New Year, New You: 5 Tips to a Healthier You

Happy New Year to a New You! Did you make a New Year’s resolution? Millions of Americans make New Year resolutions every January to improve their health by losing weight, getting fit, or eating healthy. My goals for the new year are to eat healthier by cooking at home more often, stay active while increasing my physical activity minutes, and balance life with my busy schedule. I want to challenge you to improve your health in 2013 by making healthier decisions.

Five Tips to a Healthier You

1. Eat the Right Amount of Calories for You

We all need different amount of calories depending on our age, gender, height, weight, and physical activity level. There are several free websites or apps that will help you achieve your calorie goals. I like to use the Daily Food Plan from ChooseMyPlate.gov to determine the appropriate amount of calories for me. Then, I like to use MyFitnessPal, an app on my phone, to keep track of my food and exercise on the go.

Another great tool is the SuperTracker. This website not only allows you to personalize your nutrition and physical activity plan, but you are able to track your foods and physical activities while receiving tips and support to help you make healthier choices and plan ahead.

2. Build a Healthy Plate

MyPlate, Healthy

MyPlate illustrates the five food groups that are the building blocks for a healthy diet using a familiar image—a place setting for a meal.

I prefer to build a healthy plate by using MyPlate.

      • Try to make half of your plate fruits and vegetables by choosing fresh, frozen, canned or dried fruits and vegetables.
      • When consuming dairy foods, switch to fat-free or low-fat (1%) milk.
      • Make at least half your grains whole grains by choosing 100% whole grain cereals, bread, crackers, rice, and pasta. One of the easiest ways to find out if your food product contains whole grains is to look for the whole grain stampWhen I started to increase whole grains in my diet, I replaced half of the pasta with whole wheat spaghetti in my recipe to ease into it. Now, I only add whole wheat spaghetti.
      • Vary your protein food choices by keeping meat and poultry portions small and lean. In addition, eat beans, which are a natural source of fiber and protein, and make seafood the protein on your plate twice a week.

3. Cut Back on Foods High in Solid Fats, Added Sugars, and Salt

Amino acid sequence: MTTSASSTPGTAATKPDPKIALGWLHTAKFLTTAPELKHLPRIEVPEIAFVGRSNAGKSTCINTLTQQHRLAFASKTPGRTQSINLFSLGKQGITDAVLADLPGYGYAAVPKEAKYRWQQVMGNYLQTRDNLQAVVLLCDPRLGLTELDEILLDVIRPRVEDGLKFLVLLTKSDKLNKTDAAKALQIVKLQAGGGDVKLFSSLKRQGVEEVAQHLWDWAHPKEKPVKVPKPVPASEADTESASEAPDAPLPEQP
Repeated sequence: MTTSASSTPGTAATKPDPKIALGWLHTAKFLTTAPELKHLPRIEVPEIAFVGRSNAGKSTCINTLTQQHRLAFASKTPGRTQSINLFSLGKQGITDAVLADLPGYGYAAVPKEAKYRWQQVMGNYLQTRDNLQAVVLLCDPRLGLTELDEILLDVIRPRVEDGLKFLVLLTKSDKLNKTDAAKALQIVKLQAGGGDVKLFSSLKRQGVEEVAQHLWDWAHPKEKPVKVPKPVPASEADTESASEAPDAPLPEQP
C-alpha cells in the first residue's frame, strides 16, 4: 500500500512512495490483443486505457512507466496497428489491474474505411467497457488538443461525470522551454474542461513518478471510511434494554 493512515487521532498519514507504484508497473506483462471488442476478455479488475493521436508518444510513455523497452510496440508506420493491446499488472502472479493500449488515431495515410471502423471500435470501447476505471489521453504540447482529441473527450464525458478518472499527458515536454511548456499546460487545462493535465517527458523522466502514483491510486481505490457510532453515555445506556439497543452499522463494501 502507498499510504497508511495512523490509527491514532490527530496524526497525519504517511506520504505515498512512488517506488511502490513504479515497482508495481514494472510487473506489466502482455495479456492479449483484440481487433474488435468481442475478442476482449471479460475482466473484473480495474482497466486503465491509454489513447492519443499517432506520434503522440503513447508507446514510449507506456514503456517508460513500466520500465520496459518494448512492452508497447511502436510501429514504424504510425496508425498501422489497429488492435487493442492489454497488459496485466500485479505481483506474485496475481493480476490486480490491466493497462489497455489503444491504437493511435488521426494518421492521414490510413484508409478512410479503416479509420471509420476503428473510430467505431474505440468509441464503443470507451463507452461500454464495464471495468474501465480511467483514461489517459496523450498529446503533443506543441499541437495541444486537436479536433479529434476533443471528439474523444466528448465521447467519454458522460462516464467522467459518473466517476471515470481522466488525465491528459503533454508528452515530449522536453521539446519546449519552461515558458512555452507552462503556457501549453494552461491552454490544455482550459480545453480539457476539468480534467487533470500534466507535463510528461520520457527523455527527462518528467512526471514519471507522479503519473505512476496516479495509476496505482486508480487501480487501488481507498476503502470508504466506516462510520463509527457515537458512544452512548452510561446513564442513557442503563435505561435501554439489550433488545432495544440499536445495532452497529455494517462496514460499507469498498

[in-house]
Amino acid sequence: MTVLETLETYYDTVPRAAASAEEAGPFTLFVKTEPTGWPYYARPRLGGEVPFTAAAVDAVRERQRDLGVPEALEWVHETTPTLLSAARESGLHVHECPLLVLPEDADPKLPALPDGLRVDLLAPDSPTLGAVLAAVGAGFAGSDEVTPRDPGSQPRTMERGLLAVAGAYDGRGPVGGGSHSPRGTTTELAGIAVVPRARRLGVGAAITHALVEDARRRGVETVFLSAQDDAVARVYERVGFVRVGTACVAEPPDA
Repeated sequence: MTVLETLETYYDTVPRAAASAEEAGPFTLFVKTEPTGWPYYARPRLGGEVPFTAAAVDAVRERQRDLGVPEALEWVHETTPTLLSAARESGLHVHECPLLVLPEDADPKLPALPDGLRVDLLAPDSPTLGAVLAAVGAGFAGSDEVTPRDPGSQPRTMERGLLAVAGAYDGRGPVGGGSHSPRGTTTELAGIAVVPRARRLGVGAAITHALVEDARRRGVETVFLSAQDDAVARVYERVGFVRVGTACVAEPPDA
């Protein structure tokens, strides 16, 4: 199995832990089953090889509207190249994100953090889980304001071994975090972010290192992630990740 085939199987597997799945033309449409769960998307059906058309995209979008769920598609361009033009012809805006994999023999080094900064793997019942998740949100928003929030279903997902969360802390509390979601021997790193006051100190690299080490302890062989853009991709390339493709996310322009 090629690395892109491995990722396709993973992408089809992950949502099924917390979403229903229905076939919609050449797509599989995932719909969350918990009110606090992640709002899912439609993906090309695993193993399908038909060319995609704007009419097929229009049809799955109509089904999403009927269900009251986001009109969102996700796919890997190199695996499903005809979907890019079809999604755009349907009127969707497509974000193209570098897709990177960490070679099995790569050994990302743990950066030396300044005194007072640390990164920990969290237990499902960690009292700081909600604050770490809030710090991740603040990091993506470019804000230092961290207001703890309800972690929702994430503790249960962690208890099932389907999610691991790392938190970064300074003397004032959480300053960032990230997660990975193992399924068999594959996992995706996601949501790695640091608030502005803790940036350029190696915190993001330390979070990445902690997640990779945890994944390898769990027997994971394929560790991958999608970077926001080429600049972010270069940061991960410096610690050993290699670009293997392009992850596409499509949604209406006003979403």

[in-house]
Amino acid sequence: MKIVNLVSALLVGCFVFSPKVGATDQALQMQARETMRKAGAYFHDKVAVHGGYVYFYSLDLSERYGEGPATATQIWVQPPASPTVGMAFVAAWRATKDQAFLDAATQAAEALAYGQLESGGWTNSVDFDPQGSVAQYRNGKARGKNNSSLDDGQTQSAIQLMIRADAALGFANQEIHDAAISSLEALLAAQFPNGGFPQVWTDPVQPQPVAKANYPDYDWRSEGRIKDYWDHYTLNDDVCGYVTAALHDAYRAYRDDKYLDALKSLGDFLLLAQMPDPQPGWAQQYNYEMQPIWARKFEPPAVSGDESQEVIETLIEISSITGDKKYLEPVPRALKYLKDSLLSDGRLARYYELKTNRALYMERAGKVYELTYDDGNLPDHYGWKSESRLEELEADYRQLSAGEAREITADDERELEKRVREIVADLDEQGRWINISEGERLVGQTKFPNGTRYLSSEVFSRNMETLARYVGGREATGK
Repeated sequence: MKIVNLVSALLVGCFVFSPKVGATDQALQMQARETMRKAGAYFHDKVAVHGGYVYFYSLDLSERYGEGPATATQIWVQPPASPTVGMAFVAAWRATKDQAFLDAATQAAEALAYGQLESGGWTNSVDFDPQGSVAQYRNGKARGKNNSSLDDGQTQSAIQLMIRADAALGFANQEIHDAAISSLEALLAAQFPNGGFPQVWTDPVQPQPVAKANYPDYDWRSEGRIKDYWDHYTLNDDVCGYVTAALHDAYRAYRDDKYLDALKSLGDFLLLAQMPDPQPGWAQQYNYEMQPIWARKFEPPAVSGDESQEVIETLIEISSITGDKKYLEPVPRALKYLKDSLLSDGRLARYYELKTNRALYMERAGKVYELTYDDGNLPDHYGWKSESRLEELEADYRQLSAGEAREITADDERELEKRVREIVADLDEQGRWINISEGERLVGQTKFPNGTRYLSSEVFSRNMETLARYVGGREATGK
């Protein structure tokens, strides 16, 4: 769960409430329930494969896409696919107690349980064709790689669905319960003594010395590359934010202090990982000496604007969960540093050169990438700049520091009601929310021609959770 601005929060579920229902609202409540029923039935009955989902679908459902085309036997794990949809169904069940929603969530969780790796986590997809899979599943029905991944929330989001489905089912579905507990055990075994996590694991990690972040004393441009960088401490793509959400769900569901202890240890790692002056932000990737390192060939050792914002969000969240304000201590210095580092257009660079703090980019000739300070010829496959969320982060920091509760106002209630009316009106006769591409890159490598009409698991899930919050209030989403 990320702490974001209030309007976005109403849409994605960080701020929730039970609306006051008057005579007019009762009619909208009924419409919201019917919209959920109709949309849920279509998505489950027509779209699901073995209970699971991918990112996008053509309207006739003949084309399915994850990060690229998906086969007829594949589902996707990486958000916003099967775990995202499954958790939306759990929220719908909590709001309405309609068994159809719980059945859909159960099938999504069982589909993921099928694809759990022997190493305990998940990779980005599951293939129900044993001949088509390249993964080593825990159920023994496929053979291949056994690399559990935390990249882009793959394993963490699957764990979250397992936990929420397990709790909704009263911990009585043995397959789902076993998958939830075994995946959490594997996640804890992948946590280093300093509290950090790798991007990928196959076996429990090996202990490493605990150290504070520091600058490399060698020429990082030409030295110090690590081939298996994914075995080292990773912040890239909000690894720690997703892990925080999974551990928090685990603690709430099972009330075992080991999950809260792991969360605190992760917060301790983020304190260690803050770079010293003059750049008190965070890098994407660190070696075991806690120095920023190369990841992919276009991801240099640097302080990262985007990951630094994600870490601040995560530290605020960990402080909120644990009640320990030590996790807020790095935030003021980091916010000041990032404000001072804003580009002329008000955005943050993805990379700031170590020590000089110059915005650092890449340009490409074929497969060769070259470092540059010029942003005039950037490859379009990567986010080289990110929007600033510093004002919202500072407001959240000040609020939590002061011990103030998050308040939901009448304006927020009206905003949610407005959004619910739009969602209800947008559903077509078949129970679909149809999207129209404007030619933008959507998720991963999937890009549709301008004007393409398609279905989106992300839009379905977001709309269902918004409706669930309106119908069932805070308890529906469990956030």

Some of my favorite foods fall into this category, but it is all about moderation or modifying the recipe to incorporate them into a healthy lifestyle.

Butter

Eat fewer foods that are high in solid fats.

      • Limit beef, pork, or chicken fat, butter, milk fat, cream, and shortening
      • Replace solid fats with oils (e.g., canola oil, olive oil, and vegetable oil)
      • Reduce foods high in solid fats (e.g., pizza, french fries, hot dogs, cheese, cookies, ice cream, cakes, and doughnuts)
      • To reduce fat in french fries, I love to bake them in the oven
      • Select lean cuts of meats or poultry and fat-free or low-fat milk, yogurt, and cheese

IMG_0182Choose drinks with little or no added sugars.

      • Drink water instead of sugary drinks
      • Choose 100% fruit juice instead of fruit-flavored drinks
      • Select fruit for dessert
      • Eat sugary desserts less often
      • Select low-fat or fat-free milk or fortified soymilk
      • Use the Nutrition Facts label to choose beverages at the grocery store

canned vegetable less salt

Watch for salt (sodium) in foods.

      • Decrease intake of highly processed foods (e.g., cured meats, such as bacon, sausage, hot dogs, and deli/luncheon meats; and ready-to-eat foods, like canned chili, ravioli, and soups)
      • Read the Nutrition Facts label to find packaged and canned foods lower in sodium
      • Limit adding salt to foods
      • Eat fresh foods since they are generally lower in sodium
      • Add spices or herbs to season food without adding salt
      • Request salt to be left off when eating out

4. Cook More Often at Home

Cooking at home may not only save you money, but it allows you to be in control of what is in your food and how your food is made. My husband and I end up eating out more when I am not able to plan ahead and go grocery shopping on the weekend. When we cook more often at home, we tend to eat more fruits, vegetables, whole grains, low-fat dairy products, and lean protein foods.

5. Be Physically Active Y0ur Way

It is important to be physically active your way whether that includes walking, running, playing sports, yoga, weight lifting, or any other type of exercise. It is hard to continue or make time for exercise you do not enjoy. To gain the most health benefits, adults should aim for at least 150 minutes (2 hours and 30 minutes) of moderate-intensity aerobic activity each week. Learn more about physical activity guidelines from UNL Extension.

One of my favorite ways to increase my physical activity minutes is playing volleyball. After college sports, I joined a Lincoln Parks and Recreation women’s indoor volleyball league with my friends. Not only do I get a great workout in, but I love every minute of it. I’m so excited because my league is starting up next week! Just for fun I added a video of me making a block during last year’s game:

During the year, I will be posting nutrition and exercise tips to help you make healthier decisions. Stay tuned for more ideas.

References:

Dietary Guidelines Consumer Brochure. United States Department of Agriculture. Retrieved 12/31/2012 at http://www.choosemyplate.gov/print-materials-ordering/dietary-guidelines.html.

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